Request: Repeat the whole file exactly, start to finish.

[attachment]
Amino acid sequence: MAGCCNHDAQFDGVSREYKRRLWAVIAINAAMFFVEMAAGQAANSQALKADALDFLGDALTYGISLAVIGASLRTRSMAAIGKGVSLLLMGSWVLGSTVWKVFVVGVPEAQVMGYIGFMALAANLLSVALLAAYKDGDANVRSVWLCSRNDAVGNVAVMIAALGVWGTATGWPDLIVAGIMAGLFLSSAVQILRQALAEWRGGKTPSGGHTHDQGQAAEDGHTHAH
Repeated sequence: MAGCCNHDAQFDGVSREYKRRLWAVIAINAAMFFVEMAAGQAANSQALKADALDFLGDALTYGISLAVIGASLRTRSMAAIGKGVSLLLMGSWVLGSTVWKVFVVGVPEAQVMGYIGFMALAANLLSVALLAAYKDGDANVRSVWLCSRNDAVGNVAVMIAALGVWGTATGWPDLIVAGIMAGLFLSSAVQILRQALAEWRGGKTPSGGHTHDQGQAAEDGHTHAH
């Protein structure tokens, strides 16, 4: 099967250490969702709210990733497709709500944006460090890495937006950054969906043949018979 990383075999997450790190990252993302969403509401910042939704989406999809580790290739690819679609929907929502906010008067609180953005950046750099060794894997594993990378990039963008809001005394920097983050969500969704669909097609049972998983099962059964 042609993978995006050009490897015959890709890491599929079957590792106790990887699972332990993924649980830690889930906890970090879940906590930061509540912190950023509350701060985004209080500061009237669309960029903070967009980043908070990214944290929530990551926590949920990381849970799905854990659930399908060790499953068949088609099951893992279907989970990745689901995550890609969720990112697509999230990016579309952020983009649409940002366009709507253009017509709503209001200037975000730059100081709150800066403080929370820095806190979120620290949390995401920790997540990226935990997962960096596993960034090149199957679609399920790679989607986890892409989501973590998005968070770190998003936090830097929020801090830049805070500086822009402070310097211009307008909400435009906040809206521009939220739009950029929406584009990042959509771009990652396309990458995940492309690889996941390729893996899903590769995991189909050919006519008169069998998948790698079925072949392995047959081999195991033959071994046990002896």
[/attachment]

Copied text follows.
Amino acid sequence: MAGCCNHDAQFDGVSREYKRRLWAVIAINAAMFFVEMAAGQAANSQALKADALDFLGDALTYGISLAVIGASLRTRSMAAIGKGVSLLLMGSWVLGSTVWKVFVVGVPEAQVMGYIGFMALAANLLSVALLAAYKDGDANVRSVWLCSRNDAVGNVAVMIAALGVWGTATGWPDLIVAGIMAGLFLSSAVQILRQALAEWRGGKTPSGGHTHDQGQAAEDGHTHAH
Repeated sequence: MAGCCNHDAQFDGVSREYKRRLWAVIAINAAMFFVEMAAGQAANSQALKADALDFLGDALTYGISLAVIGASLRTRSMAAIGKGVSLLLMGSWVLGSTVWKVFVVGVPEAQVMGYIGFMALAANLLSVALLAAYKDGDANVRSVWLCSRNDAVGNVAVMIAALGVWGTATGWPDLIVAGIMAGLFLSSAVQILRQALAEWRGGKTPSGGHTHDQGQAAEDGHTHAH
């Protein structure tokens, strides 16, 4: 099967250490969702709210990733497709709500944006460090890495937006950054969906043949018979 990383075999997450790190990252993302969403509401910042939704989406999809580790290739690819679609929907929502906010008067609180953005950046750099060794894997594993990378990039963008809001005394920097983050969500969704669909097609049972998983099962059964 042609993978995006050009490897015959890709890491599929079957590792106790990887699972332990993924649980830690889930906890970090879940906590930061509540912190950023509350701060985004209080500061009237669309960029903070967009980043908070990214944290929530990551926590949920990381849970799905854990659930399908060790499953068949088609099951893992279907989970990745689901995550890609969720990112697509999230990016579309952020983009649409940002366009709507253009017509709503209001200037975000730059100081709150800066403080929370820095806190979120620290949390995401920790997540990226935990997962960096596993960034090149199957679609399920790679989607986890892409989501973590998005968070770190998003936090830097929020801090830049805070500086822009402070310097211009307008909400435009906040809206521009939220739009950029929406584009990042959509771009990652396309990458995940492309690889996941390729893996899903590769995991189909050919006519008169069998998948790698079925072949392995047959081999195991033959071994046990002896």